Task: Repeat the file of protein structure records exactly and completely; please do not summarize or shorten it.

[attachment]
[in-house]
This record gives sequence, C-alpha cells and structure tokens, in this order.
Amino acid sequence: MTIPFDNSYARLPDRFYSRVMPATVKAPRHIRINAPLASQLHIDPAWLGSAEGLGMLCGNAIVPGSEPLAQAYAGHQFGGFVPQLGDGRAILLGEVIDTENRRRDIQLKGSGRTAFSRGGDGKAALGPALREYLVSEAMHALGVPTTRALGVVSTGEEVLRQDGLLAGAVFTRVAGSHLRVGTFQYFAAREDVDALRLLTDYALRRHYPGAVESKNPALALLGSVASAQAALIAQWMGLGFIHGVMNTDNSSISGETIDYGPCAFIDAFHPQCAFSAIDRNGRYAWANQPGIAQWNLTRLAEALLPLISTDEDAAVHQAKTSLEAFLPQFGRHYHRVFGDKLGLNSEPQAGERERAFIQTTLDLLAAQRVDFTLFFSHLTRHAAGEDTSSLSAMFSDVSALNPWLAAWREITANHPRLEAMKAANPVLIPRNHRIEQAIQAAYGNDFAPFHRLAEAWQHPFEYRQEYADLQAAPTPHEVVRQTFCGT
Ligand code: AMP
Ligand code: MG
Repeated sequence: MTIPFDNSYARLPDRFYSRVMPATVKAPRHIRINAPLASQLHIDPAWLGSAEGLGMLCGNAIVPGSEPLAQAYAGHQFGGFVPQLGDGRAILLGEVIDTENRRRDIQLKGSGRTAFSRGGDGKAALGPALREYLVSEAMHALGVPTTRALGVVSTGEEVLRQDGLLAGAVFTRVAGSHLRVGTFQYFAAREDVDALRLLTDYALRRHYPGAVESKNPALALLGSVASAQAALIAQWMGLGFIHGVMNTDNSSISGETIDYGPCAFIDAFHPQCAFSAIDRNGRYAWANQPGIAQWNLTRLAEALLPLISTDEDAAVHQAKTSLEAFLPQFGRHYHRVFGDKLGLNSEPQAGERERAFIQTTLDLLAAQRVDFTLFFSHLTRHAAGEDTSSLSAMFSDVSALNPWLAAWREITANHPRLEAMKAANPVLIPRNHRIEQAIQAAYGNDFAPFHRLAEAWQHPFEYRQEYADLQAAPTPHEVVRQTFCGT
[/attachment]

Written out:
[in-house]
This record gives sequence, C-alpha cells and structure tokens, in this order.
Amino acid sequence: MTIPFDNSYARLPDRFYSRVMPATVKAPRHIRINAPLASQLHIDPAWLGSAEGLGMLCGNAIVPGSEPLAQAYAGHQFGGFVPQLGDGRAILLGEVIDTENRRRDIQLKGSGRTAFSRGGDGKAALGPALREYLVSEAMHALGVPTTRALGVVSTGEEVLRQDGLLAGAVFTRVAGSHLRVGTFQYFAAREDVDALRLLTDYALRRHYPGAVESKNPALALLGSVASAQAALIAQWMGLGFIHGVMNTDNSSISGETIDYGPCAFIDAFHPQCAFSAIDRNGRYAWANQPGIAQWNLTRLAEALLPLISTDEDAAVHQAKTSLEAFLPQFGRHYHRVFGDKLGLNSEPQAGERERAFIQTTLDLLAAQRVDFTLFFSHLTRHAAGEDTSSLSAMFSDVSALNPWLAAWREITANHPRLEAMKAANPVLIPRNHRIEQAIQAAYGNDFAPFHRLAEAWQHPFEYRQEYADLQAAPTPHEVVRQTFCGT
Ligand code: AMP
Ligand code: MG
Repeated sequence: MTIPFDNSYARLPDRFYSRVMPATVKAPRHIRINAPLASQLHIDPAWLGSAEGLGMLCGNAIVPGSEPLAQAYAGHQFGGFVPQLGDGRAILLGEVIDTENRRRDIQLKGSGRTAFSRGGDGKAALGPALREYLVSEAMHALGVPTTRALGVVSTGEEVLRQDGLLAGAVFTRVAGSHLRVGTFQYFAAREDVDALRLLTDYALRRHYPGAVESKNPALALLGSVASAQAALIAQWMGLGFIHGVMNTDNSSISGETIDYGPCAFIDAFHPQCAFSAIDRNGRYAWANQPGIAQWNLTRLAEALLPLISTDEDAAVHQAKTSLEAFLPQFGRHYHRVFGDKLGLNSEPQAGERERAFIQTTLDLLAAQRVDFTLFFSHLTRHAAGEDTSSLSAMFSDVSALNPWLAAWREITANHPRLEAMKAANPVLIPRNHRIEQAIQAAYGNDFAPFHRLAEAWQHPFEYRQEYADLQAAPTPHEVVRQTFCGT